Thoughts About Love - by Mike Cooke


So Melody was talking about the message she was working on for Sunday not too long ago, and mentioned that a big part of it was from her dad’s seminar teachings at Circle A Ranch. This particular teaching is from a session that has come to be called, “The Love Seminar”.

Having listened to this seminar from age 11 all the way to being a young adult, I have had lots of takeaways. One that may be the most profound is that, “I am loveable.  I don’t have to do anything for someone to love me.” I started thinking about this seminar and in particular this point and several thoughts came to me.

First, I thought back to the camp program. I thought about the timing of this seminar in relationship to the camper’s overall experience. At Circle A, this teaching usually occurred on Saturday, just preceding Sunday, where we talk about the Love of Christ. I have never thought about how critical the understanding that “I am loveable” is to any relationship. In our relationship with Christ, we don’t need to do anything for him to love us.

With our children, we will do anything because we love them. They are loveable. They don’t have to do anything for us to love them. And even when they do things that are not good, we still love them. We want to celebrate them in their talents and encourage them to become all that they can become. The Father wants the same for us, and we don’t need to do anything for that to be. It is unconditional, Agape. God is love.

I will write this for me but I’m sure you can add your own story to it. A year ago I lost my almost 4-year-old son, Joey, to liver failure. Thinking about him now, I realize more and more the depth of love that God must have for us. I relate God’s love to the great degree of love that I had for my son. Joey could make me crazy. I would tell him things and he wouldn’t listen. I still loved him. I still would do anything for him, even if he didn’t understand or it was hurting him at the time, but it needed to be done.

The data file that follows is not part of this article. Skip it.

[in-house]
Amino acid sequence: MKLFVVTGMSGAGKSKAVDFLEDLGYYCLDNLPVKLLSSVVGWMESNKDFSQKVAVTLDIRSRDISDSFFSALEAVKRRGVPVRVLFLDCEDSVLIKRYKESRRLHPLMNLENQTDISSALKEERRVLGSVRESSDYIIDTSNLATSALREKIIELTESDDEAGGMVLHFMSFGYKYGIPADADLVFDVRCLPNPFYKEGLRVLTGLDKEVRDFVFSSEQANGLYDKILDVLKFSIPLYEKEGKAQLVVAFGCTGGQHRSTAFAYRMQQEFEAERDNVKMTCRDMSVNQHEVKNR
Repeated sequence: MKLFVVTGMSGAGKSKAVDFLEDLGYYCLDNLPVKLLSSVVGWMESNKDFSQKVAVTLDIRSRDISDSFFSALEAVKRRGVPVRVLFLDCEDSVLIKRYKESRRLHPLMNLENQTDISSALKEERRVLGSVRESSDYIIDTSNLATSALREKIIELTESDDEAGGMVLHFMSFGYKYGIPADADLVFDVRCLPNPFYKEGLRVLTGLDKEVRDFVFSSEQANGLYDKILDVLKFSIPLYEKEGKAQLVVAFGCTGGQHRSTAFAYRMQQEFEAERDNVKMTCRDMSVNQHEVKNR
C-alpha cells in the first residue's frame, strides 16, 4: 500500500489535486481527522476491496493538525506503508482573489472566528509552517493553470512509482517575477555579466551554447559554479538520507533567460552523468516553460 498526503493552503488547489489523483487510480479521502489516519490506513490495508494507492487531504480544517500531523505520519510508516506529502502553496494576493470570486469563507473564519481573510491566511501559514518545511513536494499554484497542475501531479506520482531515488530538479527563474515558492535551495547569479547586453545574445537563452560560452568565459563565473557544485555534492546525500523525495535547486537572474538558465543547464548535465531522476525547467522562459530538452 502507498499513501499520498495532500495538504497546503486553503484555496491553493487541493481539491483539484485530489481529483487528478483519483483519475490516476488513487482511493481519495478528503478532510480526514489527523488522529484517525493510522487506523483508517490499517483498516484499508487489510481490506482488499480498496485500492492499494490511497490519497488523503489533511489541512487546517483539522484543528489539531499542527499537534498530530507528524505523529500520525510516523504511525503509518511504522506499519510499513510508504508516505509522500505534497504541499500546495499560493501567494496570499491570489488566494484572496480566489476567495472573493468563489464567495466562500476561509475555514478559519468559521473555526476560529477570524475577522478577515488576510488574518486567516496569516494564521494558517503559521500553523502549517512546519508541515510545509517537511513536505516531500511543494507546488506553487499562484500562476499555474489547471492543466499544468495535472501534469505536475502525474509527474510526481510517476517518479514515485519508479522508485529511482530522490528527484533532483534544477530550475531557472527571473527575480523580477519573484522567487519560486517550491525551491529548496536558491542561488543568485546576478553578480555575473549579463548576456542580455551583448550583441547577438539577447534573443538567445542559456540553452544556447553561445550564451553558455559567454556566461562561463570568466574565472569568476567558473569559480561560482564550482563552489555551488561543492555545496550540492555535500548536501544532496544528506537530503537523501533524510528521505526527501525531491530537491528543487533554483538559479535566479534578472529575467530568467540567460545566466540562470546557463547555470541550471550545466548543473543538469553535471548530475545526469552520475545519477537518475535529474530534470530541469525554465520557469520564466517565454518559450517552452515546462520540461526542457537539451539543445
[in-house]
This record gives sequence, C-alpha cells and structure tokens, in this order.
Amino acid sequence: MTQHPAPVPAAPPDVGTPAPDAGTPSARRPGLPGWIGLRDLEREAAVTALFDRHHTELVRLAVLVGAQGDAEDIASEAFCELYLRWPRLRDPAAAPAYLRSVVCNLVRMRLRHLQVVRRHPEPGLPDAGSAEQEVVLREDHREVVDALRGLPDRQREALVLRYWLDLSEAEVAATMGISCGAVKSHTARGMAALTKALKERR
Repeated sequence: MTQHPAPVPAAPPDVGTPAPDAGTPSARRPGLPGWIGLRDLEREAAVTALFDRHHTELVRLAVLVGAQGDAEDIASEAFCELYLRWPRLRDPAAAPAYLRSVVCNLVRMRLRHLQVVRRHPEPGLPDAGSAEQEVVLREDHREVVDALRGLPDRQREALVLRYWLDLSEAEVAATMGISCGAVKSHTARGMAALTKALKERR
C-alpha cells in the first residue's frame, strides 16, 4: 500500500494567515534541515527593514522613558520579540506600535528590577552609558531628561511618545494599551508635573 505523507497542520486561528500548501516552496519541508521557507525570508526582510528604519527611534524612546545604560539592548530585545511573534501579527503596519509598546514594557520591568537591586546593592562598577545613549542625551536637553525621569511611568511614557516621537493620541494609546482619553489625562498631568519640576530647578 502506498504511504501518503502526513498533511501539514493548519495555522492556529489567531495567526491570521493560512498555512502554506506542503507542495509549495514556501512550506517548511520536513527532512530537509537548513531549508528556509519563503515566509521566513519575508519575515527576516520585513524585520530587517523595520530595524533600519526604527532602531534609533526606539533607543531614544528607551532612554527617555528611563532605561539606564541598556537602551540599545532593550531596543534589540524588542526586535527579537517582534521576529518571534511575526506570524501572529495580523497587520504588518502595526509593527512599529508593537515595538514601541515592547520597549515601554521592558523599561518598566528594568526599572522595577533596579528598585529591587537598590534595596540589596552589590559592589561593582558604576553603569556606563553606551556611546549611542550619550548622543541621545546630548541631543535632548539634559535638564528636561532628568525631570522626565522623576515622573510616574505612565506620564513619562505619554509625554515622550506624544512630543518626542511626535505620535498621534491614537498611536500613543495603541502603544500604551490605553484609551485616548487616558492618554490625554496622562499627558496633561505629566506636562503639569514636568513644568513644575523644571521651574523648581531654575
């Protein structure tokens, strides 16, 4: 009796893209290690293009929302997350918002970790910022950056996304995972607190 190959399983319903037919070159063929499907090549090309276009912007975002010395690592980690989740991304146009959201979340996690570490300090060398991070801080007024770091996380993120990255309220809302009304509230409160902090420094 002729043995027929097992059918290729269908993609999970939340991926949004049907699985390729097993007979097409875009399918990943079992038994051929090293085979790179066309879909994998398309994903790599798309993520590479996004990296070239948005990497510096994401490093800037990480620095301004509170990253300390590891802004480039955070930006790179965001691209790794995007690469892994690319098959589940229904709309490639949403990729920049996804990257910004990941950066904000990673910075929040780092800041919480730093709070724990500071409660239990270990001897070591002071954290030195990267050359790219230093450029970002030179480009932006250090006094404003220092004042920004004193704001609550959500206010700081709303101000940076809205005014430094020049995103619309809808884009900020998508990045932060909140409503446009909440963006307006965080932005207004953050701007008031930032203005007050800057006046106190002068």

Just as you love your children or love on children, so God loves us.

I have also thought about this in relationship to the “vine”. With a plant, you give it nutrients and water to help it grow and bring forth fruit. If we are on the vine, our nutrients and water is God’s love. Taking it further… if we are to bear fruit, we have to let the love flow. But for us to really love others as we love ourselves and do this as God intended, we must first love us.

To buy into the pursuit of happiness or success without starting from the point that you are a loveable child of God, is to open the door wide to the enemy of our soul to come in and attempt to fill the cracks of our brokenness with things that will only lead to a slow and painful destruction.

 Guys, think about it. Our kids, or any kids in your life. You love on them. Not because they have done certain things or followed the rules but because they are inherently loveable. This is how God see us. We come into this world loveable. The enemy of our souls introduces all kind of things to make us think otherwise. There isn’t anything about you that God doesn’t love.

 As you can see, I believe this is very important. Now after going over and over it, I have to ask myself, “How are you doing with loving yourself?” The answer more often than not is that I do poorly in this area, which means I can be pretty hard on myself. Only I’ve used a great strategy to justify this: self-discipline. This is how I justify beating the tar out of myself in my head.

So after sharing this, I realize I need to not only be nicer to me, but I need to love me. It really goes further. I was hand-crafted by God. The same God who made the sun, the moon, the universe also hand crafted me. I am doing my best to love others when I am loving myself, and thereby letting God’s love flow through me.